I recently wrote an article in ACEP NOW all about paying for college and in particular the fact that “financial aid planning” is probably wasted time for most physicians. I’ve written about this before, as well as the plan for my kids, but in this article I introduced the concept of The Four Pillars (nod to Bernstein) of Paying for (your kids’) College. Here’s an excerpt:
There are a few key pieces of information emergency physicians need to know regarding paying for the college education of their children. The first is that by virtue of their high income, their family situation is likely to differ significantly from that of the average student. Average students and parents will fill out a Free Application for Federal Student Aid (FAFSA) or the similar College Scholarship Service (CSS) application and discover a difference between the parents’ expected financial contribution (EFC) and the cost of attendance at their chosen school. That is not the case for the typical children of emergency physicians….
There are four pillars to successfully paying for children’s education. Every situation is different, and it is likely that one or two of these pillars will be more important in your scenario than the others, but the larger the contribution from each of them, the easier the task will be.
The first pillar is school selection. Far too many parents together with their children choose a school without paying attention to the value received for the price paid. The cost of tuition and fees vary dramatically from one college to another, not to mention the cost of living in the city the school is located in and the price of travel between your home and that city….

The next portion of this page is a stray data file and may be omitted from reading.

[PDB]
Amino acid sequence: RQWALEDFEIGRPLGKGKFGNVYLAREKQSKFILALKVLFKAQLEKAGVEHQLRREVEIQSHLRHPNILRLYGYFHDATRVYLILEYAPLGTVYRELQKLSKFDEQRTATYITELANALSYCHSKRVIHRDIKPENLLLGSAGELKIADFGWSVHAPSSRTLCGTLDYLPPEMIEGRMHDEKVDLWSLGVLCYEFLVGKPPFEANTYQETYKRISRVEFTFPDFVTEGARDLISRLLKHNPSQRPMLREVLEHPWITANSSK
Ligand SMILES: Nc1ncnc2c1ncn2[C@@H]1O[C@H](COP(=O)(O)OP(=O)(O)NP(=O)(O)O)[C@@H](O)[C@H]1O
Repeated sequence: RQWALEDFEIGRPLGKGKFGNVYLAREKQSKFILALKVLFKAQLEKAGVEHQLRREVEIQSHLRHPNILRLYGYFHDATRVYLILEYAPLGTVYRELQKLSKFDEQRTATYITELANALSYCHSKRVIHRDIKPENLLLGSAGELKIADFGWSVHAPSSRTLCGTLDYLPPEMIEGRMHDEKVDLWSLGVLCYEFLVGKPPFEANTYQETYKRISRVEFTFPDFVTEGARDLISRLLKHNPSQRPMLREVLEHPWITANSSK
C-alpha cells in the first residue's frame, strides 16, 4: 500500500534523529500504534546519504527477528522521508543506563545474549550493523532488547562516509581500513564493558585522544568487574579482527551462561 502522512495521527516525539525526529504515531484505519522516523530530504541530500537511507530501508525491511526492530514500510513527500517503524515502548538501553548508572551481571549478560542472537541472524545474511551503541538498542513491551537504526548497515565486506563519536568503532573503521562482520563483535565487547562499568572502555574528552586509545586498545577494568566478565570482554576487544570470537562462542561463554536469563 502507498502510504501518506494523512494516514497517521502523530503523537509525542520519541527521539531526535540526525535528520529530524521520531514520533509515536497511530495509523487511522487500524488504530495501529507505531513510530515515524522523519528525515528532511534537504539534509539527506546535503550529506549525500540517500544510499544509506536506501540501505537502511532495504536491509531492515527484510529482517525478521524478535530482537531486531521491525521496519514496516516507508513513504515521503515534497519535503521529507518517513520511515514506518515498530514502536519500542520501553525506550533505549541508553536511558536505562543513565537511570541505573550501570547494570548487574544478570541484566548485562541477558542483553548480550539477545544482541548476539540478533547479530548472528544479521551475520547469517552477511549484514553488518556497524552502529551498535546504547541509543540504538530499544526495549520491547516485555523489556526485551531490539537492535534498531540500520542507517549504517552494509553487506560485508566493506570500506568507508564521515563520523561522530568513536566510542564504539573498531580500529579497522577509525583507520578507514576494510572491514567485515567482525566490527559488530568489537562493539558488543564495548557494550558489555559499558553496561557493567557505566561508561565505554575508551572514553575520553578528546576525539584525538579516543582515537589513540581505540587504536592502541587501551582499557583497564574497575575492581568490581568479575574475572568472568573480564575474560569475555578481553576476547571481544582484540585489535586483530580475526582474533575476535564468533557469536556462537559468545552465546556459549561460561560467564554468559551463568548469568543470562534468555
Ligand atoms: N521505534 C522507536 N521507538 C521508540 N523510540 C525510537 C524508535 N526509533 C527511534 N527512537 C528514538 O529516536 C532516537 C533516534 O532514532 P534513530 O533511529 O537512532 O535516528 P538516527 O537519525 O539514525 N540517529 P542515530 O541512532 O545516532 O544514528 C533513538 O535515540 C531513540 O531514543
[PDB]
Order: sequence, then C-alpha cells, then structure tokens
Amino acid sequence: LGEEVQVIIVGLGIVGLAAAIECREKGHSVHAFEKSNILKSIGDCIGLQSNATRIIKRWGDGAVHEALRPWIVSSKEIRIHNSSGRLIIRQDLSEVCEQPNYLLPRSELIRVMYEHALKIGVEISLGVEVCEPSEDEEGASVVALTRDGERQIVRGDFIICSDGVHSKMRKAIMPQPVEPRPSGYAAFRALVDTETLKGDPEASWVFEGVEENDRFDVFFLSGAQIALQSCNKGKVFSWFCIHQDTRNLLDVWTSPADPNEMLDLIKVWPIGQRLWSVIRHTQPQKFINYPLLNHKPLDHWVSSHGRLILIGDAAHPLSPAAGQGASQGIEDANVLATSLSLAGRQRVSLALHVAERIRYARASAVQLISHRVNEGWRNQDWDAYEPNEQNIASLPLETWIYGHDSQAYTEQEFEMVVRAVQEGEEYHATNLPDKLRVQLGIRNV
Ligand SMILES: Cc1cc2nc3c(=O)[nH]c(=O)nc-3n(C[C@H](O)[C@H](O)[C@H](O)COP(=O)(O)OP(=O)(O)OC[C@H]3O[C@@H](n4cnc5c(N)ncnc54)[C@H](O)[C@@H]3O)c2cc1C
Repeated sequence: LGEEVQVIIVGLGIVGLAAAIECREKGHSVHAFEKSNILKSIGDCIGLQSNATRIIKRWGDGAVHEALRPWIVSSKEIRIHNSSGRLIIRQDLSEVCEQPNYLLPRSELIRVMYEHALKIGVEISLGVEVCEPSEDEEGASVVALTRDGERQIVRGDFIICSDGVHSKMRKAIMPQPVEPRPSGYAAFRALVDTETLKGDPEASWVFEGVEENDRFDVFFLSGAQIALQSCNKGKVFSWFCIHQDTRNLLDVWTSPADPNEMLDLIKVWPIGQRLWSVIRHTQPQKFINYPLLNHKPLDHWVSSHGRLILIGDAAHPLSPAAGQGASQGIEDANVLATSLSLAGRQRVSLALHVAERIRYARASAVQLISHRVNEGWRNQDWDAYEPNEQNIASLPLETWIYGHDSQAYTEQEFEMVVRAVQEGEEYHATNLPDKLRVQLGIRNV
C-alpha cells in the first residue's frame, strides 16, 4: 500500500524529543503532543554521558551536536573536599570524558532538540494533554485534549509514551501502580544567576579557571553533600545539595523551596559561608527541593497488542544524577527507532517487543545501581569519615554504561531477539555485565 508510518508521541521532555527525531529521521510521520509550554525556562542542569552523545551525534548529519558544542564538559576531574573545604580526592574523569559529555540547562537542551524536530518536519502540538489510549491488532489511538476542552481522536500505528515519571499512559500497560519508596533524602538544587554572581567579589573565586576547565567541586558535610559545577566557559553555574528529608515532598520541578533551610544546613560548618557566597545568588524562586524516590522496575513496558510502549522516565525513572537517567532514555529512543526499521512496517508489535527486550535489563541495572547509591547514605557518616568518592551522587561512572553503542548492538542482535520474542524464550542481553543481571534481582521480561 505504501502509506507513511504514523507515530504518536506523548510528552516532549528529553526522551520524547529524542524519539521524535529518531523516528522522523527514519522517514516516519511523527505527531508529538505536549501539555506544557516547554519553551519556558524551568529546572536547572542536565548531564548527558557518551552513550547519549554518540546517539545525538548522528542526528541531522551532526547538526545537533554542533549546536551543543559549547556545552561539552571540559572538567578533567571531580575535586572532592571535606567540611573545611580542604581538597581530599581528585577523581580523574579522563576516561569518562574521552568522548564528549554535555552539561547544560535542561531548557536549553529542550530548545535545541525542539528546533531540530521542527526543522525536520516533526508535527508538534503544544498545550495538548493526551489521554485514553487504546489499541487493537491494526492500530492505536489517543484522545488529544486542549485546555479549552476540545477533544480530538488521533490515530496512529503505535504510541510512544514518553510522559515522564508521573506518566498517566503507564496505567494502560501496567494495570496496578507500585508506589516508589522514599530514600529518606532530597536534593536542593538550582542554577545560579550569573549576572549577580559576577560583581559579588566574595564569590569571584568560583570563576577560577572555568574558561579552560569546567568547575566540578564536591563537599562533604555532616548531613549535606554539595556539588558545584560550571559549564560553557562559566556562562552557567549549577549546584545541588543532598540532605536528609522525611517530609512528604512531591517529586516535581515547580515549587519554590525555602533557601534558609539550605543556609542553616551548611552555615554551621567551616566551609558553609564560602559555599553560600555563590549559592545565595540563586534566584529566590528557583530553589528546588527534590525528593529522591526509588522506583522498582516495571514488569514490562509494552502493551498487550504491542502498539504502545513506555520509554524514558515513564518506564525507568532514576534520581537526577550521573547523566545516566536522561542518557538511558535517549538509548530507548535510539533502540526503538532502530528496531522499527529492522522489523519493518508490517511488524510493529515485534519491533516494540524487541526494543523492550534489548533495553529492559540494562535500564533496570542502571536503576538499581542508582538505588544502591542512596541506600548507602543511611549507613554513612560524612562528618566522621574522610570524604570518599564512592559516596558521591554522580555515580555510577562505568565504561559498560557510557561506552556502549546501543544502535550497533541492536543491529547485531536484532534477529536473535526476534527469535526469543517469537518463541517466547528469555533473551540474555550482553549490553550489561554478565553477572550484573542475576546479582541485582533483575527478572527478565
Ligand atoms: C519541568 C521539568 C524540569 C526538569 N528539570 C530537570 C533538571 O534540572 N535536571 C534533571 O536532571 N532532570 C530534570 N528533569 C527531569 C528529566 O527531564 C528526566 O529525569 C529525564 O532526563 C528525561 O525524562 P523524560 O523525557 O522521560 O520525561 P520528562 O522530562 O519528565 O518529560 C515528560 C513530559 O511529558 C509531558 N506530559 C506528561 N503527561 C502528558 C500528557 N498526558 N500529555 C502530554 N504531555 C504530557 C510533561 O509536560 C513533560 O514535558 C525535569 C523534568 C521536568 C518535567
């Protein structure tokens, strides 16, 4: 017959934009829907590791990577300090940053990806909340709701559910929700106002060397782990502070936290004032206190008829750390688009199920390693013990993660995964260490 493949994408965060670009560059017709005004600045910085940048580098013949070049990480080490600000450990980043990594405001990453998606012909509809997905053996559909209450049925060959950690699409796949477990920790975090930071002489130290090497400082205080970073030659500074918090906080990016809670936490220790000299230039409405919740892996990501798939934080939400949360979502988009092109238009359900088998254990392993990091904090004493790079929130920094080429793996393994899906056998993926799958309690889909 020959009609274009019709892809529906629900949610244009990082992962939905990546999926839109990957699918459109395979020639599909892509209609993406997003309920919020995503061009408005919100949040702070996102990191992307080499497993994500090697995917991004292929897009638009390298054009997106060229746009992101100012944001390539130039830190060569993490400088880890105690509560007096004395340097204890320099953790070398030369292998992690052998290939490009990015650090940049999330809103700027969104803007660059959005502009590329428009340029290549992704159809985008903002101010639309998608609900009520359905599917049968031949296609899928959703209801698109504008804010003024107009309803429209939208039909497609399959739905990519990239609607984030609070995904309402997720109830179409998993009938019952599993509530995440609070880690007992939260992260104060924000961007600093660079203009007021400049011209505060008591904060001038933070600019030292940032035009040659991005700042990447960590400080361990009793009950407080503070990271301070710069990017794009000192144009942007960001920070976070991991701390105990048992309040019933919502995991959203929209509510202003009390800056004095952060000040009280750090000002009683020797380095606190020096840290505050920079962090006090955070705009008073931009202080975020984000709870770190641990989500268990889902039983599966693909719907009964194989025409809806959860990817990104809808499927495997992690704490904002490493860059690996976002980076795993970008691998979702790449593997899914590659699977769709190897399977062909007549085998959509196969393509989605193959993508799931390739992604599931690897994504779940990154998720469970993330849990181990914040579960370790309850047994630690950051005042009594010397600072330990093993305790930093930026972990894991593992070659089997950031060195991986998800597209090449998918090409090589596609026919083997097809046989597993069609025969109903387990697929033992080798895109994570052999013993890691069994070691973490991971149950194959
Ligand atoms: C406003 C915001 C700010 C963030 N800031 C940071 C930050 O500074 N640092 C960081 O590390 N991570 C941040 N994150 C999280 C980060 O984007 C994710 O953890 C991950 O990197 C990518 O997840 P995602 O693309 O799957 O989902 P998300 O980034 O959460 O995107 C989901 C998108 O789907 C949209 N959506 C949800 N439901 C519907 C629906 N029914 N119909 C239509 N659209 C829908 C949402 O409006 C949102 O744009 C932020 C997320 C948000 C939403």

The second pillar is the child’s contribution. This includes merit-based scholarships for athletics, academics, musical ability, or anything else. It also includes the child’s savings, part-time work during the school year, and full-time work in the summers….
The fourth pillar is your current earnings. This is the main reason the FAFSA or CSS calculates your EFC to be such a high number. Typical emergency physicians will discover that their EFC is something like one-third of their annual income plus 6 percent of their non-retirement investments. It is true that for most physician families, a significant portion of the college expense can be simply cash-flowed. Unfortunately, one of the main benefits of cash flowing at least some of the cost of college is that tax credits and deductions are phased out for many emergency physicians….
Notice that there is no pillar called debt. There is little reason for any student to have student loans when finishing a bachelor’s degree, especially the child of a physician. Certainly there is no reason for the physician to take on additional debt such as Parent PLUS Loans or a home-equity line of credit to pay for school. If the cost cannot be covered with savings, the earnings of the child, and the earnings of the parent, consider choosing a less expensive school.
Read the rest of the article, then come back and leave a comment!
What do you think? Which pillars will you be using? Which one will be most significant? Did your children qualify for any need-based aid? Why or why not? Comment below!